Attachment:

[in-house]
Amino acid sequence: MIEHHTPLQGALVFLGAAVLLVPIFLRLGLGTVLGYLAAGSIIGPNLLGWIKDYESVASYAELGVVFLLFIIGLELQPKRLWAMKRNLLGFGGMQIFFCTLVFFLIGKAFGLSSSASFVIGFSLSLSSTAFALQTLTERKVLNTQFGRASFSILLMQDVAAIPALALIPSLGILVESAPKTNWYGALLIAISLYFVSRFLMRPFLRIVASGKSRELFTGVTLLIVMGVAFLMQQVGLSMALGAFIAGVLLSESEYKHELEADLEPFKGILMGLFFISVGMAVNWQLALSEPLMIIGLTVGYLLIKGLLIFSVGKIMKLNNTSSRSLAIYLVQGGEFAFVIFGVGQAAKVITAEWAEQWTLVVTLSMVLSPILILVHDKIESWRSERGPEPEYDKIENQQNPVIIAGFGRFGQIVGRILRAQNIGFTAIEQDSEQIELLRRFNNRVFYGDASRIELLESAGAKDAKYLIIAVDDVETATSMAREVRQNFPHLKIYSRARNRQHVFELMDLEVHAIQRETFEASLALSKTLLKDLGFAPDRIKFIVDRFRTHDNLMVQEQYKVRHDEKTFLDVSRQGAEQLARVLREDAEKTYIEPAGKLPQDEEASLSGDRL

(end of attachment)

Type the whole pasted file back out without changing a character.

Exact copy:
[in-house]
Amino acid sequence: MIEHHTPLQGALVFLGAAVLLVPIFLRLGLGTVLGYLAAGSIIGPNLLGWIKDYESVASYAELGVVFLLFIIGLELQPKRLWAMKRNLLGFGGMQIFFCTLVFFLIGKAFGLSSSASFVIGFSLSLSSTAFALQTLTERKVLNTQFGRASFSILLMQDVAAIPALALIPSLGILVESAPKTNWYGALLIAISLYFVSRFLMRPFLRIVASGKSRELFTGVTLLIVMGVAFLMQQVGLSMALGAFIAGVLLSESEYKHELEADLEPFKGILMGLFFISVGMAVNWQLALSEPLMIIGLTVGYLLIKGLLIFSVGKIMKLNNTSSRSLAIYLVQGGEFAFVIFGVGQAAKVITAEWAEQWTLVVTLSMVLSPILILVHDKIESWRSERGPEPEYDKIENQQNPVIIAGFGRFGQIVGRILRAQNIGFTAIEQDSEQIELLRRFNNRVFYGDASRIELLESAGAKDAKYLIIAVDDVETATSMAREVRQNFPHLKIYSRARNRQHVFELMDLEVHAIQRETFEASLALSKTLLKDLGFAPDRIKFIVDRFRTHDNLMVQEQYKVRHDEKTFLDVSRQGAEQLARVLREDAEKTYIEPAGKLPQDEEASLSGDRL